Patsy Cline Exhibit at the Country Music Hall of Fame and Museum

Jeni and I went to the Country Music Hall of Fame and Museum (CMHOF) today with Marcy, Jeni’s Mom, to hear songs and stories about Patsy Cline.

There were two events celebrating the new Patsy Cline exhibit, “Crazy For Loving You”,  that just opened on Friday. The first one was a panel discussion, “I’ve Got Your Memory: Family and Friends Remember Patsy Cline”, with Patsy’s husband, Charlie Dick, Charlie and Patsy’s daughter, Julie Fudge, Country music singers and Grand Ole Opry stars George Hamilton IV and Jan Howard, and Nashville session musician Harold Bradley. It was moderated by CMHOF senior historian, John Rumble.


The stories from Patsy’s family and friends were heart-felt, down-home shared memories that recalled a feisty, funny, hard working wife, mother and singer who loved family, friends and fans most likely in that order.

Charlie spoke about her love of singing and how she could sing anything, her favorite being Western Swing songs. Julie spoke about how her Mom and her Grandmother painstakingly made Patsy’s stage clothes by hand on a treadle sewing machine. One particular red fringe dress had over three thousand sequins sewn by hand.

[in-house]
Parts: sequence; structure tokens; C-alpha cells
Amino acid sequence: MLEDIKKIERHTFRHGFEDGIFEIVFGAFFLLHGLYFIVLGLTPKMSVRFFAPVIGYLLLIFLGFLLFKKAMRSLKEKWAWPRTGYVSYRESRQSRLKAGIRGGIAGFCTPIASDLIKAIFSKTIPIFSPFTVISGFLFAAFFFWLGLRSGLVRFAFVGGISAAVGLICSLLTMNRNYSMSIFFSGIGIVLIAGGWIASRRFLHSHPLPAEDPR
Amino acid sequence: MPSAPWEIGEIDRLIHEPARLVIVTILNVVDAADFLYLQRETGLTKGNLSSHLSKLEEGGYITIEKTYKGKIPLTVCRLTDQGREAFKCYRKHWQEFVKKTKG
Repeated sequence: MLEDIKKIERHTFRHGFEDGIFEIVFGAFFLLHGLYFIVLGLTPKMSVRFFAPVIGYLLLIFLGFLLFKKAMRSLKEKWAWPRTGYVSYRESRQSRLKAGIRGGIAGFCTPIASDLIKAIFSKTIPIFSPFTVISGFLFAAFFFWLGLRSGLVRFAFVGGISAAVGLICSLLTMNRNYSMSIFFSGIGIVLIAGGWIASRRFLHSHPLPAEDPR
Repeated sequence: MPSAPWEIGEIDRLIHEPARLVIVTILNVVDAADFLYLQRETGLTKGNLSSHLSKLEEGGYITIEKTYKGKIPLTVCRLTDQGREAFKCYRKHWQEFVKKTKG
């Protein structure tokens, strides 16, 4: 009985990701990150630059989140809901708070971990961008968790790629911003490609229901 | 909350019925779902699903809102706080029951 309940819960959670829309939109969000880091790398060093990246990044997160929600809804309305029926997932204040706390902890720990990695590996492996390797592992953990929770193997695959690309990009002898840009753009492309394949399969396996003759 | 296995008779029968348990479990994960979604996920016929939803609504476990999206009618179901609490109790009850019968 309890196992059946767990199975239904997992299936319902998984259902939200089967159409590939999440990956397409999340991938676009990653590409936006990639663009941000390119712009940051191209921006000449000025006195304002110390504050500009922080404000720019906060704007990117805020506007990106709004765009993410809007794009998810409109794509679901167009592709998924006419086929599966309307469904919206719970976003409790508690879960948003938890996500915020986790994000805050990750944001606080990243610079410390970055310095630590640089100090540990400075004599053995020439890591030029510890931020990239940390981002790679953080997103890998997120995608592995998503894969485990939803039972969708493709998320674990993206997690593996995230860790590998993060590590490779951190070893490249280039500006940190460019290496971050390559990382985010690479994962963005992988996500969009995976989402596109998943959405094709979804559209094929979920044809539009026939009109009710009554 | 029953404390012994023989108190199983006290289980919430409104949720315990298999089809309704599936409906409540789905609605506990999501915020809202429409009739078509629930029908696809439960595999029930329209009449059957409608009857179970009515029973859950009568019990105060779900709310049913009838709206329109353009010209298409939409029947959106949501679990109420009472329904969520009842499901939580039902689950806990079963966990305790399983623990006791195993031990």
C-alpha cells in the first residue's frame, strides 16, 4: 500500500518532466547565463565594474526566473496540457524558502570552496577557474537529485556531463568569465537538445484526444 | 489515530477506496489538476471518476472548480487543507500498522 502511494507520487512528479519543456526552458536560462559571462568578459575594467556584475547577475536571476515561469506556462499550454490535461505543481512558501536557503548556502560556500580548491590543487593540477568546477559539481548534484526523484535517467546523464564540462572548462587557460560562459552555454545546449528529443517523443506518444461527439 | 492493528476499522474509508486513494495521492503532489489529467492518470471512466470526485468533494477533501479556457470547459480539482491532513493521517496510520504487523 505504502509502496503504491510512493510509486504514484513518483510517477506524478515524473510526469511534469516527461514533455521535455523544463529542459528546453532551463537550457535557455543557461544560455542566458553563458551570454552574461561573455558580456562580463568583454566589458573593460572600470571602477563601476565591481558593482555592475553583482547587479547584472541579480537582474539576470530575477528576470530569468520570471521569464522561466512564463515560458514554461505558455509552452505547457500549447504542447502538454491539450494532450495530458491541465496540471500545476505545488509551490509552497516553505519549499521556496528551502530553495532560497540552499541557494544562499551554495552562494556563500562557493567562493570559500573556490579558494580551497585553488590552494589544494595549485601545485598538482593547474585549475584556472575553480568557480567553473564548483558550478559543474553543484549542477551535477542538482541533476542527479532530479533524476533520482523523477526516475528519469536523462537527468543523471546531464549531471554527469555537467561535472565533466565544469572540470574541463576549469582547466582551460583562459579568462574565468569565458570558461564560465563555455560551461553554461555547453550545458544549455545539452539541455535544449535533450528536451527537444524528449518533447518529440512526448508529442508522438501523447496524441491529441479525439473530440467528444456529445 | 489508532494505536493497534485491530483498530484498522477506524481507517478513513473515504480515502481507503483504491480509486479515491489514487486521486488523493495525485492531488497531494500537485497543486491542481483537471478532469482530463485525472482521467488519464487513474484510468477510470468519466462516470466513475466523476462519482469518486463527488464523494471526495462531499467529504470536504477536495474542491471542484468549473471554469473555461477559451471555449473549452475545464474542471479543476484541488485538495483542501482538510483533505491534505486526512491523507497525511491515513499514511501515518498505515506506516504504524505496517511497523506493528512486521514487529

George Hamilton IV spoke about the first time he heard Patsy sing in Washington D.C. She sang a gospel song, “Life’s Railway To Heaven”, and how he later sang that song at his grandfather’s funeral who was a railroad man. Jan Howard told a story about the song, “I Fall To Pieces” and how her husband, Harland Howard, had co-written the song with Hank Cochran. She said she didn’t like the song jokingly because she had been promised to record the song for her record label but then her demo was pitched to Patsy who recorded it for release first which went on to become Patsy’s first number one hit Country song.


Harold Bradley, who played guitar and/or tick-tack bass on all but four of Patsy’s recordings, spoke about Patsy’s intensity every time she stepped up to the microphone. He also said that two of the things he’d learned from being a session musician was that 1. the singer is always right and 2. the singer is never wrong. Here is a picture of Harold’s personal calendar that shows the session for Patsy’s “Crazy” written by Willie Nelson.


Just another day in Nashville.

Thanks to Jeni, her Mom, and the Country Music Hall of Fame and Museum.

Posted In

Leave a Reply